Last week, I shared the (often uncomfortable, but ultimately freeing) realizations that surfaced as I made the decision to pare my belongings down to those that only sparked joy for me, beginning with my clothes.

My trusty companion and guide: Marie Kondo’s The Life-Changing Magic of Tidying Up. The next place to examine: my bookshelves (and whatever corresponding areas of my psyche decided to make themselves known).

Letting Go of Separation Anxiety (and Books)

Getting rid of books is not for everyone. I know people who fiercely prefer paper and ink to digital copies; who would just as soon abandon their child in the mall as let go of their lovingly annotated volumes; who are proud of the sheer size and depth of their collections. I feel you, bibliophiles: I think I filled half my car with books when I left for college because I wanted to be able to loan my favorites to new friends.

I’d already lost much of my sentimentality towards books as objects after moving five times in the past four years. Keeping in mind the intention to release with gratitude, it was surprisingly easy to identify which ones felt ready to move on to new owners. I’ve replaced many of them digitally, but I find that reminding myself that I can always acquire another copy goes a long way towards easing the separation anxiety.

This was a big shift in mindset for me, one that was echoed in later stages as I let go of craft supplies, mason jars, shot glasses, and other seldom-used possessions. So much of what I had fell into the “maybe I’ll need this eventually” camp. Realizing that I could simply replace whatever I needed when I needed it, instead of letting it weigh me down as I carry it around forever like the trash lady in Labyrinth, was a huge epiphany for me. (And kind of obvious, as epiphanies often are.)

Trash lady from Labyrinth

From my journal: “I am less and less afraid of getting rid of something that I’ll miss later. Almost everything is replaceable, and even those things that aren’t hold a special place in my heart. I don’t need to have them present to know that they changed me…It’s like a weird kind of immortality, knowing how many important things are either replaceable or stored safely in the cloud, free of physical constraints. What a freeing and amazing thought. This is the world we live in – how wonderful is that? Hardly anything can be truly lost.”

Separating Stuff from Identity

Getting rid of my art supplies was another area I found surprisingly painless. I was an art major, and for a long time it seemed absolutely necessary that I be able to paint, draw, collage, at the drop of a hat. “Being an artist” was a huge part of my identity for a long time.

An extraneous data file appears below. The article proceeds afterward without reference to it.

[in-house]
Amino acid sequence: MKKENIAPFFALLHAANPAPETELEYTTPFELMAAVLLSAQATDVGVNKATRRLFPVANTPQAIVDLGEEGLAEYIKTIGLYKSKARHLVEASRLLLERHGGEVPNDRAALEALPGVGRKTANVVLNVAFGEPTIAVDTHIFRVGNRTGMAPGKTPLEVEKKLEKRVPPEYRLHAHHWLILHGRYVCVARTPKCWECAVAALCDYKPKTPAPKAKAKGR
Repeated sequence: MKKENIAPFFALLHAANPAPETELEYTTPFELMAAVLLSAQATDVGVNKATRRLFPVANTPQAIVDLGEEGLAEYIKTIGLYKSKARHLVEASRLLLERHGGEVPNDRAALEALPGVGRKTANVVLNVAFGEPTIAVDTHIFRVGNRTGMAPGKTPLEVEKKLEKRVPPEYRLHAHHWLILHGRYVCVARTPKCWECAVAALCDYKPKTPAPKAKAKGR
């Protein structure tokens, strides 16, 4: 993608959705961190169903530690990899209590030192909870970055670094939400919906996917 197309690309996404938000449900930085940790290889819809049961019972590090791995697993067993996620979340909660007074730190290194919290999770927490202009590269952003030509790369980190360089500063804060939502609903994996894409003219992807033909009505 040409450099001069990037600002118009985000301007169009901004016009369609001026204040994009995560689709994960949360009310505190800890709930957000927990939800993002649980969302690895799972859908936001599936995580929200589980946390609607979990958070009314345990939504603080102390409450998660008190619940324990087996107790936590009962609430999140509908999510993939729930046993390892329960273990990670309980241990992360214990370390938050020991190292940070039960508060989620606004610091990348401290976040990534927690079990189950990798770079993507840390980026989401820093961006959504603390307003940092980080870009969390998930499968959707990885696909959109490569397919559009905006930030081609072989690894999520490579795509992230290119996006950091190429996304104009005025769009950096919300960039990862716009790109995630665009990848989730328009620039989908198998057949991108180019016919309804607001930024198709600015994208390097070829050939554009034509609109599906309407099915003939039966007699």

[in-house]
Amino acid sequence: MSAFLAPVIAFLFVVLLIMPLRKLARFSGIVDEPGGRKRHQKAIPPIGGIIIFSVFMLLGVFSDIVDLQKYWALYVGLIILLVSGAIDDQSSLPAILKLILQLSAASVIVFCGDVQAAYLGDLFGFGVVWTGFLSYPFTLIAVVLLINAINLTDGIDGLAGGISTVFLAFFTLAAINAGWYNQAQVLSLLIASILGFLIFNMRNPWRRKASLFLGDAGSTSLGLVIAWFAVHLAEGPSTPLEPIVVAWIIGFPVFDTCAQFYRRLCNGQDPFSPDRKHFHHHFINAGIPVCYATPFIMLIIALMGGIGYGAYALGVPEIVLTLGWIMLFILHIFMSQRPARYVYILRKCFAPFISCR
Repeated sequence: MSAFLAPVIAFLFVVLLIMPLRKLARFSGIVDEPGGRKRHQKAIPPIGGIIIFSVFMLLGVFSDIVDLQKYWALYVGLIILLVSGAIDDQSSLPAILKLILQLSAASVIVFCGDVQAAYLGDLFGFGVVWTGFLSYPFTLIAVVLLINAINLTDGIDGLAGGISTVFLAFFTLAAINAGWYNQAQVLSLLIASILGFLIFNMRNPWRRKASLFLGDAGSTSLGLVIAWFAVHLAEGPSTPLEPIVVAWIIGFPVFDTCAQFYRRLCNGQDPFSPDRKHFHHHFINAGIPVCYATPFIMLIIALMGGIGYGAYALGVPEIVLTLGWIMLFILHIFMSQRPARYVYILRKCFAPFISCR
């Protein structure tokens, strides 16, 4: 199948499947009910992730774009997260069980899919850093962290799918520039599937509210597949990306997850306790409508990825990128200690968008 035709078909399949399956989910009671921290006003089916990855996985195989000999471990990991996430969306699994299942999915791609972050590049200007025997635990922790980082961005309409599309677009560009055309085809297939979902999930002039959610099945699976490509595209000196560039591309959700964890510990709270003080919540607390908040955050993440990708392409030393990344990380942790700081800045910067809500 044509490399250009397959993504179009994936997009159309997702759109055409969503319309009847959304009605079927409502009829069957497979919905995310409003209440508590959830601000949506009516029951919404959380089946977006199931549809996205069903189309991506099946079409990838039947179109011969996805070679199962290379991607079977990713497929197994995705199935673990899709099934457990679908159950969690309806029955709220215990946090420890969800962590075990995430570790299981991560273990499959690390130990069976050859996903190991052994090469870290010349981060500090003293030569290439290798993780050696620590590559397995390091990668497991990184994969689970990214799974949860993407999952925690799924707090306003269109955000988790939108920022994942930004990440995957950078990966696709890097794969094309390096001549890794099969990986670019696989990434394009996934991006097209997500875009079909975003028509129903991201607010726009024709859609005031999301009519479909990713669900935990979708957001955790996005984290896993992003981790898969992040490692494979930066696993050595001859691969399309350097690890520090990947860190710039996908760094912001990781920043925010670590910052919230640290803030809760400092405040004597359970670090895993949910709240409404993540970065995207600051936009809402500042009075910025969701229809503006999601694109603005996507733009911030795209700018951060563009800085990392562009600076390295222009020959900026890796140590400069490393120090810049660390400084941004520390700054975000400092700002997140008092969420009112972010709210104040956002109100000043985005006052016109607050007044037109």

Until, at some point, it wasn’t. It’s hard to describe exactly when it happened, but as I became more settled in myself (and in my coaching career), I began to realize that the outward accouterments were merely a reflection of my identity, not the source of it.

Even if I never draw again, I am still an artist. With or without clients, I am still a coach. And while these describe aspects of myself, they come nowhere near to describing my whole, messy, complex existence. As Whitman says, “Do I contradict myself? Very well then, I contradict myself. (I am large, I contain multitudes.)”

Hilariously enough, I was coaching a friend around this very issue about a year ago. As an artist who was working a fairly boring job for awhile, she was so anxious about becoming boring herself that she would read Freud on her lunch break to try to keep her brain from stagnating.

I told that her bright spark of intellectual curiosity was as an integral part of her, like her fingerprints, and that she was in about as much danger of losing it – no matter what her circumstances were. And yet it was so much harder to see that the same principle applied to me as well!

Before I dove into this process, I may have had some small and largely unconscious trepidations that by getting rid of stuff, I would accidentally lose part of myself. In contrast, I felt my sense of self was coming more and more into focus with each discarded object. I didn’t feel lessened or diminished – instead, I felt cleansed and almost purified, distilled down to my concentrated essence.

I told you this was crazy stuff. By now, I was hooked. I felt carried along on a current of momentum, and I couldn’t wait to see what other transformations lay in store for me.

 Finding Forgiveness in All the Weird Places

One of the biggest realizations for me during this process was that stuff has energy. Even if they’re tucked away where we rarely come across them, the things that hold powerful emotions and memories for us take up real estate inside our minds and hearts. I was about to learn this in a gut-deep, experiential way.

I had a couple of high school friends that I was extremely close to up through college. Through various circumstances, we grew apart and the friendship faded away with some hurt feelings on both ends. It took a long time, but I’d moved from grief and hurt to relatively peaceful acceptance of the situation.

As I slowly moved through my possessions, I realized how much evidence of that friendship I was still carrying around with me. Gifts, letters, a book of postcards sent over the years. All small, innocuous-seeming objects, but each with its own subtle associations of pain and regret.